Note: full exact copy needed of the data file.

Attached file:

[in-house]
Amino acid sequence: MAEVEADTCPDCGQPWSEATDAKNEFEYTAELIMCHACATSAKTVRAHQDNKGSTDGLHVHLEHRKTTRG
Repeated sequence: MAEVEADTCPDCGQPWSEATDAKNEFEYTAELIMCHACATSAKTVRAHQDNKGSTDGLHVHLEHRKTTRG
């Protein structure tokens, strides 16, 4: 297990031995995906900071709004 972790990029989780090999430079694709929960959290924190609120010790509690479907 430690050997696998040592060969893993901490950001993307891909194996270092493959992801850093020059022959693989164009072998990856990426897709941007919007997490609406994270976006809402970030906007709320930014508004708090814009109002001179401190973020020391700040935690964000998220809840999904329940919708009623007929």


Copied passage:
[in-house]
Amino acid sequence: MAEVEADTCPDCGQPWSEATDAKNEFEYTAELIMCHACATSAKTVRAHQDNKGSTDGLHVHLEHRKTTRG
Repeated sequence: MAEVEADTCPDCGQPWSEATDAKNEFEYTAELIMCHACATSAKTVRAHQDNKGSTDGLHVHLEHRKTTRG
């Protein structure tokens, strides 16, 4: 297990031995995906900071709004 972790990029989780090999430079694709929960959290924190609120010790509690479907 430690050997696998040592060969893993901490950001993307891909194996270092493959992801850093020059022959693989164009072998990856990426897709941007919007997490609406994270976006809402970030906007709320930014508004708090814009109002001179401190973020020391700040935690964000998220809840999904329940919708009623007929």